Forsyth Market Produce Vendors Fighting Back

Posted on: July 21st, 2011 at 6:09 am by

For the last month, we’ve kept a watchful eye on the plight of Forsyth Street fruit and vegetable vendors just below Canal.  A number of readers wrote in expressing concern over the disappearance of numerous peddlers here at the foot of the Manhattan Bridge.  Authorities have already begun cracking down, issuing a barrage of tickets, some of which are for heaping mounds of trash. And just yesterday, the Urban Justice Center staged a press conference onsite, while vendors protested the crackdown.

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In tandem with the yesterday’s event, the Street Vendor Project subsidiary released press materials that shovel deeper into the crux of this issue.  Sean Basinski and company unearthed empirical evidence after a three-month study of the local produce market.  Apparently some 2,000 tickets have been issued in the last two years to merchants along this block.  According to the report, the aggressive enforcement of late “has driven vendors out of business, diminished themarket, and curbed access to healthy food for Chinatown residents.”  The pro-vendor organization compares the Union Street Market with the Forsyth Market, claiming the former is treated more fairly and not subject to the same surveillance.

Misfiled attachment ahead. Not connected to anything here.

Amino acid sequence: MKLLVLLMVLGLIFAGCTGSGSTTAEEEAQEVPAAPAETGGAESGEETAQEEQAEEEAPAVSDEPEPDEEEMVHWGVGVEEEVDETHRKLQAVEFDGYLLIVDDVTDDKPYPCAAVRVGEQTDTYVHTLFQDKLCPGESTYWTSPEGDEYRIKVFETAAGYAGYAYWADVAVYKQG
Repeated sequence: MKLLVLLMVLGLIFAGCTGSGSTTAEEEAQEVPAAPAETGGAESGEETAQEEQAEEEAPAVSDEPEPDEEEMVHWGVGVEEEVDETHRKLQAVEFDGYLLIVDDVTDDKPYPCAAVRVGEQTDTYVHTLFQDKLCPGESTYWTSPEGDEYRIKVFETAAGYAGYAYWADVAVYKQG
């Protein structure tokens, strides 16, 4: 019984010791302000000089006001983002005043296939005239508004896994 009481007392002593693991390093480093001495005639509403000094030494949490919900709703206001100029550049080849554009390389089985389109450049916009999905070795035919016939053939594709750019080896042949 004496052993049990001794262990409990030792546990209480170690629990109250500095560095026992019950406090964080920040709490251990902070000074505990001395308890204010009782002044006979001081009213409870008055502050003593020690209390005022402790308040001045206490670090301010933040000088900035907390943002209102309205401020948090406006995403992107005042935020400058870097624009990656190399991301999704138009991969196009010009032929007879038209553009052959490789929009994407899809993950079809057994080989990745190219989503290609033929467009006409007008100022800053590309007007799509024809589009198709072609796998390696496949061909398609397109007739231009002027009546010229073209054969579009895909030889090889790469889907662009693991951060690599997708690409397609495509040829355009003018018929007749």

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The press release includes the following history of the market:

Forsyth Street Market started in 2005, when a group of vendors were relocated from Division Street to the then-desolate, curved block along the base of the Manhattan Bridge. The vendors had gained popularity for their exceptionally low prices, which catered to ―elderly people and poor workers in the neighborhood. However, their presence had also drawn complaints from the managers of Confucius Plaza, the large housing complex nearby. After coaxing from the Mayor’s office and, finally, the construction of bollards that blocked their access to the curb
the vendors moved to Forsyth Street.

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You can read the full report from the Street Vendor Project below. It’s worth it:

Spoiled Report Final

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